When supplementing the traditional course books with listening materials you need to make sure that the principle of integration is observed: choose an activity in a piece of supplementary material that seems to fit in with and reinforce the other materials in the lesson. You may build tasks asking for filling in messages forms while listening to phone calls, writing down train or plane times, shopping lists, etc. You may also turn reading texts in a traditional book into tape scripts. In addition, there is a great deal of potential listening material around us. You simply need to look around and make use of it. Of course, it takes time and energy to make your own bank of tapes and build adequate tasks, but it is worth it. (Bălan, 2003:284-285)
According to (Miller, 2003:2), one of the major advancements to come out of research into listening strategies was the understanding that listening exercises could be divided into three main parts: pre-listening, while-listening and post listening activities. This division has proved very fruitful for the learners as well as teachers. For example, in the pre-listening stage a teacher can start a short discussion with the learners with the aim to know about their views about the topic which s/he is going to start. In this way s/he will be activating their world/personal knowledge about the topic. Then the learners can be asked to share whatever information they got from the text in an extended discussion in the post-listening stage. In between these two stages the learners can be given help to remain focused on their listening by careful selection of tasks that are meaningful and that cater to developing specific listening skills.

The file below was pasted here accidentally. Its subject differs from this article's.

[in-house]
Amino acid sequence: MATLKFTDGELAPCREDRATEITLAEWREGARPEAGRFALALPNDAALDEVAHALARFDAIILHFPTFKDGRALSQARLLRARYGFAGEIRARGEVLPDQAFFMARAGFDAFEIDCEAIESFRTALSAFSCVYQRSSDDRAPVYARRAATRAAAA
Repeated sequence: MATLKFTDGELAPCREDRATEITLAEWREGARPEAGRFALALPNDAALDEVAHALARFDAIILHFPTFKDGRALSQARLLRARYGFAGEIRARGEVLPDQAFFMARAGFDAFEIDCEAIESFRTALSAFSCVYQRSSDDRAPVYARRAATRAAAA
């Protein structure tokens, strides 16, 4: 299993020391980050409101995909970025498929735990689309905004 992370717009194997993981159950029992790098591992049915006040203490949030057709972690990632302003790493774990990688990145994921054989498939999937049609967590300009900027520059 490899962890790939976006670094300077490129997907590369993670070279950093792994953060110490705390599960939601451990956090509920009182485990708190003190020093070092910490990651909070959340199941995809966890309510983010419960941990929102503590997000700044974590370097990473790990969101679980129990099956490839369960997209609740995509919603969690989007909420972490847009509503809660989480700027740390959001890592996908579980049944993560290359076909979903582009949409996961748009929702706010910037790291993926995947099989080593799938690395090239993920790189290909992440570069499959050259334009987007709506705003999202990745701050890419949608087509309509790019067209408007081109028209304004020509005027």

Miller, (2003:5) gives some practical suggestions as how these divisions can be used with authentic materials delivered through technological media like radio, television, and internet/CD-ROM. About the use of radio Miller contends that using real time radio is one of the more easily accessible forms of authentic listening practice in a class room that a teacher can give to his/her learners. Being cheaper in price, all the teachers can afford it. Secondly, it can be easily taken to the class room. Airwaves are filled with programs twenty four hours per day and radio stations like BBC and Voice of America are constantly on air. In order to use radio in a class room a teacher can select a suitable program on some global listening tasks for his/her learners. Similarly about the use of TV/Videos in a classroom Miller argues that activities with television/videos can also be divided into three main parts: pre-listening, while-listening and post listening. The use of TV/Videos in a classroom can also give learners a good practice of listening. They have an upper hand over the radio as here they can also see what is happening, in addition to listening to the text. Students often watch movies for entertainment.
A teacher, in a language classroom, can sensitize the learners to how they can make use of movies to help them develop their second language listening skill. Miller further says that a rapid increase is noticed in the development of internet facilities and CD-ROMs. This has enabled the teachers to direct the learners to sites on the internet where they can practice their listening. Youngsters are very much interested in the use of computers. So this interest can be utilized in improving their listening skill. Strategy can be planned by suggesting to the learners a creative discussion about the news.